Sir Isaac Newton left behind him in manuscript a work entitled Observations on the Prophecies of Daniel and the Apocalypse of St John, which was published in London in 1733, in one volume 4to; another work, entitled Lexicon Propheticum, with a dissertation on the sacred cubit of the Jews, which was printed in 1737; and four letters addressed to Bentley, containing some arguments in proof of a Deity, which were published by Cumberland, a nephew of Bentley, in 1756.
It springs from the same school of thought as the Apocalypse of Baruch, and its affinities with the latter are so numerous and profound that scholars have not yet come to any consensus as to the relative priority of either.
It is true that tradition largely fixes the form of figures and symbols in apocalyptic. Yet each new apocalypse is to some extent a reinterpretation of traditional material, which the writer uses not wholly freely but with reverence from the conviction that they contained the key to the mysteries of the present and the past.
Starting from the different dates assigned by tradition to the exile to Patmos and the different chronological relations implied in the book itself, he conjectured that the Apocalypse was composed of several works of St John, written in different places and at different times, some before, some after A.D.
Its touch on classical mythology is original, rarely imitative or pedantic. The art of the Renaissance was an apocalypse of the beauty of the world and man in unaffected spontaneity, without side thoughts for piety or erudition, inspired by pure delight in loveliness and harmony for their own sakes.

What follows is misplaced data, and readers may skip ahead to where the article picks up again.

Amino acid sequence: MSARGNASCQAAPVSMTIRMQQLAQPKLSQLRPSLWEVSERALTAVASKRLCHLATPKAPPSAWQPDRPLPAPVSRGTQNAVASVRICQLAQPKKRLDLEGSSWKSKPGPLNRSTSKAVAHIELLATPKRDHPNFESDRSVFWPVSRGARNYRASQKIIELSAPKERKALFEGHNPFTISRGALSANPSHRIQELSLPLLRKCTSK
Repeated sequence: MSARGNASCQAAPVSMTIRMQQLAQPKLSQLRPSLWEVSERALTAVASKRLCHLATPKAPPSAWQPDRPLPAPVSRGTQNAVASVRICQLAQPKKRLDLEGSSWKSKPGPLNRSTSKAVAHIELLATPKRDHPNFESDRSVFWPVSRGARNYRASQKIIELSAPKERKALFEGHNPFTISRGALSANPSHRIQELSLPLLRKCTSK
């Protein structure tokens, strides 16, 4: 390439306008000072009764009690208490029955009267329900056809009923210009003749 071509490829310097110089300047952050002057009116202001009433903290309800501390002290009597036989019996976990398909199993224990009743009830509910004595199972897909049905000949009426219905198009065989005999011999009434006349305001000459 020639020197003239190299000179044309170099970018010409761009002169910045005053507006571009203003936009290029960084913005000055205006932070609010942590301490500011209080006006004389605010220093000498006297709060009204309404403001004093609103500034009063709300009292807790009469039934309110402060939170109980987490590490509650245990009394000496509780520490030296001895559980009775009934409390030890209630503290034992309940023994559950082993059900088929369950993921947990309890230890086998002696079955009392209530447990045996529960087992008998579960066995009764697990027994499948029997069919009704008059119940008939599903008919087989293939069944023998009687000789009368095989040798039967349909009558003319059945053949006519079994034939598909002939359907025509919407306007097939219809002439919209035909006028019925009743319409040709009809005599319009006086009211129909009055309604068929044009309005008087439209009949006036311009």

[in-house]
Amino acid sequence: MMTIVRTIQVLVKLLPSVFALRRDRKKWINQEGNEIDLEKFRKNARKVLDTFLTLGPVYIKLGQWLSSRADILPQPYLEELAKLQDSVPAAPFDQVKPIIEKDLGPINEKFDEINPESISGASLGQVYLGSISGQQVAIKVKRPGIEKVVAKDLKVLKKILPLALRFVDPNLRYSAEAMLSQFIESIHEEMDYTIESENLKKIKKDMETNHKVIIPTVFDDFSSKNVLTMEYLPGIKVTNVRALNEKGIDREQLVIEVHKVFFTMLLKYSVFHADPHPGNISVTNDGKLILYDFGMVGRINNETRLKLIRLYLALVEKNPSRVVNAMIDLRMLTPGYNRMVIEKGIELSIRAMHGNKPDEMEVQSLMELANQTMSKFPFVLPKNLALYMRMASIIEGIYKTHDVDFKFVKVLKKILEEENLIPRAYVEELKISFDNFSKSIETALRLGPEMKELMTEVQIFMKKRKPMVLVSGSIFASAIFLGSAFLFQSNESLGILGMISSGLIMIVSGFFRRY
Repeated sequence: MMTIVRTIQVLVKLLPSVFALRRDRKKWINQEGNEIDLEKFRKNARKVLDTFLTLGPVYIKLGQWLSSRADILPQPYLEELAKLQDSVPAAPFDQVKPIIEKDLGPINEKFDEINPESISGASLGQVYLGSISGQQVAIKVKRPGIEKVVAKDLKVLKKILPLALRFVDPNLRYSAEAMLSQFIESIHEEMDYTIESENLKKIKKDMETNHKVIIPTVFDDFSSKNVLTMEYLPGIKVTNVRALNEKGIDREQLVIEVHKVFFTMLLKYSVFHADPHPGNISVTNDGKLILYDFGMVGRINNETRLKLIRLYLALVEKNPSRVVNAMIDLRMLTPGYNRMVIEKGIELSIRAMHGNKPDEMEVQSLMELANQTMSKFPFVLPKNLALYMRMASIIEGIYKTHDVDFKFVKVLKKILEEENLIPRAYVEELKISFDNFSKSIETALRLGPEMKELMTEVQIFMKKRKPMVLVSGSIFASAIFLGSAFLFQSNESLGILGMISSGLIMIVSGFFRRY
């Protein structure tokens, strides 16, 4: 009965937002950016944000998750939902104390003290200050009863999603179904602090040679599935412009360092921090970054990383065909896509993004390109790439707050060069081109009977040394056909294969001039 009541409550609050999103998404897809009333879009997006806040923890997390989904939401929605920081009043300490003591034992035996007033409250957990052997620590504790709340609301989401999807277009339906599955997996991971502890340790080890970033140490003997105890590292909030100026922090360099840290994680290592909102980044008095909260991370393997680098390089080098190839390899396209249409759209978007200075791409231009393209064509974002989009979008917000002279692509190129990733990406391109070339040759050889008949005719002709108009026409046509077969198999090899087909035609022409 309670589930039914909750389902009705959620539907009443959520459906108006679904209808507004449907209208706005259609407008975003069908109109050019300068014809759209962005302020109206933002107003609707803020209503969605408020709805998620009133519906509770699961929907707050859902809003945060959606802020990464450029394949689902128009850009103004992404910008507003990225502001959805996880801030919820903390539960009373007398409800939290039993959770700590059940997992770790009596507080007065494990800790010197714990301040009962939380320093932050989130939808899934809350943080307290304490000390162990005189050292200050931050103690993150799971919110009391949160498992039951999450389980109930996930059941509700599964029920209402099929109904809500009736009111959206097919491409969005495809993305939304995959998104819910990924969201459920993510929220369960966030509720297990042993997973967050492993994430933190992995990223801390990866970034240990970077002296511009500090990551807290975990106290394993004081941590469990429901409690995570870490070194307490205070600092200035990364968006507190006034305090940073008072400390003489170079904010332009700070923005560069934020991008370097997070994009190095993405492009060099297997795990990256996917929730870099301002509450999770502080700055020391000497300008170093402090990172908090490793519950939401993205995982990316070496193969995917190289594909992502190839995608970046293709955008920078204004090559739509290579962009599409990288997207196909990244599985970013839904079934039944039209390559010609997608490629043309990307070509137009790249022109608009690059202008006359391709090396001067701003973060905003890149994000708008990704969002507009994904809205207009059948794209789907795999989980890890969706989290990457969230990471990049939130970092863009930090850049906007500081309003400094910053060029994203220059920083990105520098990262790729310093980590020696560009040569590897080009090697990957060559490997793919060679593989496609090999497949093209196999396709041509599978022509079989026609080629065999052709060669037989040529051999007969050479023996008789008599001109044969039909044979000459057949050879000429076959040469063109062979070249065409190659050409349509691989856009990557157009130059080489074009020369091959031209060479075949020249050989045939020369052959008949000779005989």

Lastly, the linguistic eccentricities of the Apocalypse bar the way against the acceptance of the book as the work of the Evangelist.
In 1511 these two works were brought out for the first time, and the Apocalypse series in a second edition; and for the next three years, 1511-1514, engraving both on wood and copper, but especially the latter, took the first place among DUrer's activities.
Here internal and external evidence are at strife; for from the time of Justin onwards the Apocalypse was received by the church as the work of the Apostle John (see Swete, op. cit.', p. clxxv).
Greek Apocalypse of Baruch.
Each fresh apocalypse would in the eyes of its writer be in some degree but a fresh edition of the traditions naturally attaching themselves to great names in Israel's past, and thus the books named respectively Enoch, Noah, Ezra would to some slight extent be not pseudonymous.